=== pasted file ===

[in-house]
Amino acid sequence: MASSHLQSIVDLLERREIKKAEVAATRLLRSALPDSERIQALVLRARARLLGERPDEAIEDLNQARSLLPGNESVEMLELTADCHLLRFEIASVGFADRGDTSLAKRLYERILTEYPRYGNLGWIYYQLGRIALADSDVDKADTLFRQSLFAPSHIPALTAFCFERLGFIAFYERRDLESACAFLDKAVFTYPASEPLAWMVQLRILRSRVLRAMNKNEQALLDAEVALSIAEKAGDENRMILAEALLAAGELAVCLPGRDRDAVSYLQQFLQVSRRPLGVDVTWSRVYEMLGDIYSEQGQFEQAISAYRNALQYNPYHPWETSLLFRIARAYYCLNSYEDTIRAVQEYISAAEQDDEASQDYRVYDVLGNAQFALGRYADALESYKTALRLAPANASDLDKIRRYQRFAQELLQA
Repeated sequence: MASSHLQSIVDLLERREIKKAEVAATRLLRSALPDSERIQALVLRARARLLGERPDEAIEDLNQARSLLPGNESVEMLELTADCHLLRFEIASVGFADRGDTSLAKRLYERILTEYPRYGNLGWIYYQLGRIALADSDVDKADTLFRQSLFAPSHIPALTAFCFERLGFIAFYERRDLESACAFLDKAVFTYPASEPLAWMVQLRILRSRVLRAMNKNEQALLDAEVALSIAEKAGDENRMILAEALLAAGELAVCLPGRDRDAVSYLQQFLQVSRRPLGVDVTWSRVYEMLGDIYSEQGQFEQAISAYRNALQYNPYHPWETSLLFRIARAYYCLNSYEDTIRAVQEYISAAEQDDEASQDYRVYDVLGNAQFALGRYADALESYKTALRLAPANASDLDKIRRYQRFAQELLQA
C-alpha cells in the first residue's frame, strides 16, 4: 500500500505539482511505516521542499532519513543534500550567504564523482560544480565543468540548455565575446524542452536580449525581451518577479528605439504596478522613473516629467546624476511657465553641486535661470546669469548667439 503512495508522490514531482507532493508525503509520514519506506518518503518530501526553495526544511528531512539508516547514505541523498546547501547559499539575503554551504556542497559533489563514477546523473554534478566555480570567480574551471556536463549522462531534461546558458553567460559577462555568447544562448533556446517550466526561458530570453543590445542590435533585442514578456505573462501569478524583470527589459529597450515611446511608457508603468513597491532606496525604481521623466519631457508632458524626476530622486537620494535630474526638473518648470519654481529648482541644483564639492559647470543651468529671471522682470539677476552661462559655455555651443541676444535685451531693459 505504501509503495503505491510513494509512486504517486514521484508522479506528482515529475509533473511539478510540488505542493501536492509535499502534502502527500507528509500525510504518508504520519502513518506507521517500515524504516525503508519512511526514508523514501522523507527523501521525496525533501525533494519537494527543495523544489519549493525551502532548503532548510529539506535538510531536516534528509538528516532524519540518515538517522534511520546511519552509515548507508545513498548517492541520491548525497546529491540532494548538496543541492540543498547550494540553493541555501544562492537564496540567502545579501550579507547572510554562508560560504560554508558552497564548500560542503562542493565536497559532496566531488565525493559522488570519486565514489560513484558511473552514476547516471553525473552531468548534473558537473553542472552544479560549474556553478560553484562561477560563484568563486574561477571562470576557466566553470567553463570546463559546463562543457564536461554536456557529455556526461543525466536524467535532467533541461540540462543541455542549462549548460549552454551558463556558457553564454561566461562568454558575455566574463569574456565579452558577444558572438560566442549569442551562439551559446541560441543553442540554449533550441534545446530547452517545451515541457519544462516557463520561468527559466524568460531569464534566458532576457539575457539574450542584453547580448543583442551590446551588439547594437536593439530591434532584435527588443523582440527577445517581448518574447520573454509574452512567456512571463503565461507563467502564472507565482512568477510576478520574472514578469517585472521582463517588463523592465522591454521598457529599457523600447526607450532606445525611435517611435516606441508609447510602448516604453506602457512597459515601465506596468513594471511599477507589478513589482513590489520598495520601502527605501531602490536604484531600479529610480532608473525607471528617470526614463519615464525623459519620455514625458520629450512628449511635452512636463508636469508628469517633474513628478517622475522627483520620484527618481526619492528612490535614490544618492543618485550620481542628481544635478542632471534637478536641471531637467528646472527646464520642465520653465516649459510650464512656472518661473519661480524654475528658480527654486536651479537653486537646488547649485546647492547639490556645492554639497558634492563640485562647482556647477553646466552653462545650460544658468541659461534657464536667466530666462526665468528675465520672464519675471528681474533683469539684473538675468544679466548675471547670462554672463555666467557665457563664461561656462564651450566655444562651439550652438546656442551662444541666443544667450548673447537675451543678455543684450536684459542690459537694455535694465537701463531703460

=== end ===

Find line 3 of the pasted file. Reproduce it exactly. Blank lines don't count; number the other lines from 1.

Repeated sequence: MASSHLQSIVDLLERREIKKAEVAATRLLRSALPDSERIQALVLRARARLLGERPDEAIEDLNQARSLLPGNESVEMLELTADCHLLRFEIASVGFADRGDTSLAKRLYERILTEYPRYGNLGWIYYQLGRIALADSDVDKADTLFRQSLFAPSHIPALTAFCFERLGFIAFYERRDLESACAFLDKAVFTYPASEPLAWMVQLRILRSRVLRAMNKNEQALLDAEVALSIAEKAGDENRMILAEALLAAGELAVCLPGRDRDAVSYLQQFLQVSRRPLGVDVTWSRVYEMLGDIYSEQGQFEQAISAYRNALQYNPYHPWETSLLFRIARAYYCLNSYEDTIRAVQEYISAAEQDDEASQDYRVYDVLGNAQFALGRYADALESYKTALRLAPANASDLDKIRRYQRFAQELLQA